Okay, she is a creator to create a dance or play. When she was at school, she was so fidgity that her schoolteacher treated her as a problem at the school, and when her mother took her took her to a doctor, that doctor was able to find out the special ability Gillian Lynne possessed. So he suggested to her mother to take her to the dance class. That's how the legend started. And then later on she became a famous dancer and had her own company. She ended up becoming a billionaire. Maybe you can say she lived out her dream.
She lived out her dream and got rich, that's not bad. But she wouldn't have had any of that if someone had medicated her with Ritalin and put her back in school
I think that happens to a lot of people.

討論逐字稿 A Wonderful Country for Positive Thinkers

This is the transcript for the discussion "A Wonderful Country for Positive Thinkers", a talk from the Sudan Youth TEDx conference. Wafa Elamin talks about how the people in Sudan have to work on and invest in their own country, and not leave and wait for someone else to fix it.

Neuro = brain
Plastic = easily stretchable or transformable (so the material plastic was named after its property)

Okay, so let's do her questionnaire. [this is for the group of 7]
Easy 3
Difficult 0
Opportunity 6
Unpromising 1
Excitement 0
Stress 6
Hope 3
Tiresome 2

Positive 12
Negative 9

So, we're more postiive than negative, that's not what I was expecting.
So, what's you're reaction to this?
Uh, why is Taiwan easy?
Why is it hard?
I mean, what do you mean when you say it's easy?
You need to go to college, it's easy, easy to eat, easy to go anywhere.
Easy to live, actually.
Based on my experience, it's easier than the US, it's even easier than NYC.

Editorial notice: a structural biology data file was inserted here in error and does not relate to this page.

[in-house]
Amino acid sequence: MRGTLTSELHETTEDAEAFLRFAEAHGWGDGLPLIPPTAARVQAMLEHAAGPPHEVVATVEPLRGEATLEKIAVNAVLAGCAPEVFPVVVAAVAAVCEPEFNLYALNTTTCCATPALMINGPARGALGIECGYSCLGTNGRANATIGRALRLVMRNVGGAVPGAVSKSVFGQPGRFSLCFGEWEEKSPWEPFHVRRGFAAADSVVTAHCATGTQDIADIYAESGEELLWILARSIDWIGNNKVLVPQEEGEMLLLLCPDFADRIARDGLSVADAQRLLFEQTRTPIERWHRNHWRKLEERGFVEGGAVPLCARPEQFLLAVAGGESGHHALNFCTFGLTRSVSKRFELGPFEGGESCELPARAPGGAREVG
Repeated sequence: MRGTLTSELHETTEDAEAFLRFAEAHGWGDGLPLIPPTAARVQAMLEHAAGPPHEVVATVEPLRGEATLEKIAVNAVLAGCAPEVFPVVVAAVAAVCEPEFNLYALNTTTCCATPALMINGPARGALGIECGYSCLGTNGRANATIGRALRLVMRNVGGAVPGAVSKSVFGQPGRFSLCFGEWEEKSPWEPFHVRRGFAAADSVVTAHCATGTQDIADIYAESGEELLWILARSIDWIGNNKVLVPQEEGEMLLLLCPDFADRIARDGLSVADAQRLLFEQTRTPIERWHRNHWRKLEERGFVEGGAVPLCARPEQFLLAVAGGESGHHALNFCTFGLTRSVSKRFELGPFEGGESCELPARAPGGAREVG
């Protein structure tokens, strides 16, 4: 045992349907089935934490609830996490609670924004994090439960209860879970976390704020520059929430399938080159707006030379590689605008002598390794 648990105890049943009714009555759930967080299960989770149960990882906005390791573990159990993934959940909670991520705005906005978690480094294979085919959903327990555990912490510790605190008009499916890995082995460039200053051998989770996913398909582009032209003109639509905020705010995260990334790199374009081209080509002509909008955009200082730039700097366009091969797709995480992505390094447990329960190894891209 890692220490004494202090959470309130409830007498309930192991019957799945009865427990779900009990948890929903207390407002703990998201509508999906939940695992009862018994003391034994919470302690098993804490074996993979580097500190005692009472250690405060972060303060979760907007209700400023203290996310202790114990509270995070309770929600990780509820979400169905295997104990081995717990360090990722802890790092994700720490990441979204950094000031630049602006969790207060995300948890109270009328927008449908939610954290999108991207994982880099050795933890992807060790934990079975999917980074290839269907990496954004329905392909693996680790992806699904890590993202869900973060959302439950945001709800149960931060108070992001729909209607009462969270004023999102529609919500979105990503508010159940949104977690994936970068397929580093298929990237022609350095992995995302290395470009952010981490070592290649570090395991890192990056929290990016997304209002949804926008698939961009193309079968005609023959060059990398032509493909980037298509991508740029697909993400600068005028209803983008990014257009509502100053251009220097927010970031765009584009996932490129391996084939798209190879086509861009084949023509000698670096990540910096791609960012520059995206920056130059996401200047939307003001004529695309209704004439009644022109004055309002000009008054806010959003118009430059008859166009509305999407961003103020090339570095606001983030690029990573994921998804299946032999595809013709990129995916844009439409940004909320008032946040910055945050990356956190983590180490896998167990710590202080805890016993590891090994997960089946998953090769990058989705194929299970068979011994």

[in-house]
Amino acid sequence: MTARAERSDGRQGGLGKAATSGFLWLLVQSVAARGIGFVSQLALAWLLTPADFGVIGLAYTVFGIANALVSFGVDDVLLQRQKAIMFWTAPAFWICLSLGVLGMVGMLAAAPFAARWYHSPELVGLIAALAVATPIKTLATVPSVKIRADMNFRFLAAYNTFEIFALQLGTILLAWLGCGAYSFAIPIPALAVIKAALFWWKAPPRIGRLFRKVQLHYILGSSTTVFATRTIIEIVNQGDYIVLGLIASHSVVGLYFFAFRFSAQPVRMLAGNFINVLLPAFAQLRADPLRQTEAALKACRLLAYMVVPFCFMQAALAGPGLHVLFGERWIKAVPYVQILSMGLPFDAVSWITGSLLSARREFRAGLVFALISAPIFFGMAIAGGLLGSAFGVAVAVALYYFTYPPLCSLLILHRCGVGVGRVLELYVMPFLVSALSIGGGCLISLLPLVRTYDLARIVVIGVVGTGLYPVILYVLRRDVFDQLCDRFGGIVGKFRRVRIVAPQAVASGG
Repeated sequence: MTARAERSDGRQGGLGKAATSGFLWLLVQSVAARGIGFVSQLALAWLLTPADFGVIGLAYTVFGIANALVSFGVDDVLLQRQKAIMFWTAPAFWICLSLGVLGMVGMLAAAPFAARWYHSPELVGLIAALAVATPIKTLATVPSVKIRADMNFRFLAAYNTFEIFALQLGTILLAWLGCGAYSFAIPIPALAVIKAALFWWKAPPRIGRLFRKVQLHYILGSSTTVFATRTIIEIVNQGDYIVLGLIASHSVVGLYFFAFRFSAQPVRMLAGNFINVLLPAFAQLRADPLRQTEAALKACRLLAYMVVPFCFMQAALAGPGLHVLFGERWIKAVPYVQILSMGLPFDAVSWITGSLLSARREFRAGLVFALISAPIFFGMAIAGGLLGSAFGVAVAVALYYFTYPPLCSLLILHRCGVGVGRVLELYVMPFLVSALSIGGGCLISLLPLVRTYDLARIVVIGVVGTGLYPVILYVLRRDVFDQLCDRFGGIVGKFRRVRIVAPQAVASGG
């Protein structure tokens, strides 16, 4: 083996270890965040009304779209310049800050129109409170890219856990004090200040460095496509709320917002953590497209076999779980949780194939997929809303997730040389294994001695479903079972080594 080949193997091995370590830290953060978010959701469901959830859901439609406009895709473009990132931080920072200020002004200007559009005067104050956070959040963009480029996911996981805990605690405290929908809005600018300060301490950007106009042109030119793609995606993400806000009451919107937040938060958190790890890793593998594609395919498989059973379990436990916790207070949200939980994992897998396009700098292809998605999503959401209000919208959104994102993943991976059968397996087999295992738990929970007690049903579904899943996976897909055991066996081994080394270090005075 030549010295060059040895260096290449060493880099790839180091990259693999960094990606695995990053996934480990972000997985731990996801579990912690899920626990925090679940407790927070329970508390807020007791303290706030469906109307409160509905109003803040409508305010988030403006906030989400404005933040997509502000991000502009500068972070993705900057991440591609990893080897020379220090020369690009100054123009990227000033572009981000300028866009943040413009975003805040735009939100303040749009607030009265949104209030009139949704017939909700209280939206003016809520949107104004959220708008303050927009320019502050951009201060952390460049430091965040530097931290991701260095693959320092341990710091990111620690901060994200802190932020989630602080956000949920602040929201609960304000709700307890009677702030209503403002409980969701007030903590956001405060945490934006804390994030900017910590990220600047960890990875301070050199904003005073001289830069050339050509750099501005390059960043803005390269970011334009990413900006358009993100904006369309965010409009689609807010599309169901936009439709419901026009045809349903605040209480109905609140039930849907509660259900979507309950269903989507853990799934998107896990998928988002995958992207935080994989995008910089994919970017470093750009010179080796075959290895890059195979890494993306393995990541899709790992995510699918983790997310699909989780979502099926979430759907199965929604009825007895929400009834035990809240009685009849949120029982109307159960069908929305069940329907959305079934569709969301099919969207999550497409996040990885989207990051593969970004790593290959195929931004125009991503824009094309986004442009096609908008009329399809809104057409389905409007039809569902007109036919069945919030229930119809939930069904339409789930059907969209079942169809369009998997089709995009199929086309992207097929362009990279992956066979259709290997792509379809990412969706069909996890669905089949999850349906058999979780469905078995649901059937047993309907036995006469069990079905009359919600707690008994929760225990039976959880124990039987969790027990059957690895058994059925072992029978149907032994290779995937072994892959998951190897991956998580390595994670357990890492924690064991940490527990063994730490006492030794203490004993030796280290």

You mean convenient.
Part of it, yeah, but people are softer here, more human here.

Child-Driven Education

In his work, Sugatra Mitra shows that children are self-organizing learners. Now that he has demonstrated this, how do we take advantage of this across the world, and also in Taiwan?

Children will learn to do what they want to do
I started in 1999 to try and address this problem with an experiment, which was a very simple experiment in New Delhi. I basically embedded a computer into a wall of a slum in New Delhi. The children barely went to school, they didn't know any English -- they'd never seen a computer before, and they didn't know what the internet was. I connected high speed internet to it -- it's about three feet off the ground -- turned it on and left it there. After this, we noticed a couple of interesting things, which you'll see. But I repeated this all over India and then through a large part of the world and noticed that children will learn to do what they want to learn to do.
This is the first experiment that we did -- eight year-old boy on your right teaching his student, a six year-old girl, and he was teaching her how to browse. This boy here in the middle of central India -- this is in a Rajasthan village, where the children recorded their own music and then played it back to each other and in the process, they've enjoyed themselves thoroughly. They did all of this in four hours after seeing the computer for the first time. In another South Indian village, these boys here had assembled a video camera and were trying to take the photograph of a bumble bee. They downloaded it from Disney.com, or one of these websites, 14 days after putting the computer in their village. So at the end of it, we concluded that groups of children can learn to use computers and the internet on their own, irrespective of who or where they were.
At that point, I became a little more ambitious and decided to see what else could children do with a computer. We started off with an experiment in Hyderabad, India, where I gave a group of children -- they spoke English with a very strong Telugu accent. I gave them a computer with a speech-to-text interface, which you now get free with Windows, and asked them to speak into it. So when they spoke into it, the computer typed out gibberish, so they said, "Well, it doesn't understand anything of what we are saying." So I said, "Yeah, I'll leave it here for two months. Make yourself understood to the computer." So the children said, "How do we do that." And I said, "I don't know, actually." (Laughter) And I left. (Laughter) Two months later --

Bring on the Education Revoluition


Today I'm showing quotes from two different TED talks by Sir Ken Robinson. They center around the same ideas. If you just watch one, watch Bring on the Revolution, where he summarizes his ideas more. Schools Kill Creativity is an older talk, where he lays things out step by step a little more. The title of each quote holds the link to the talk it came from.

Gillian Lynne's story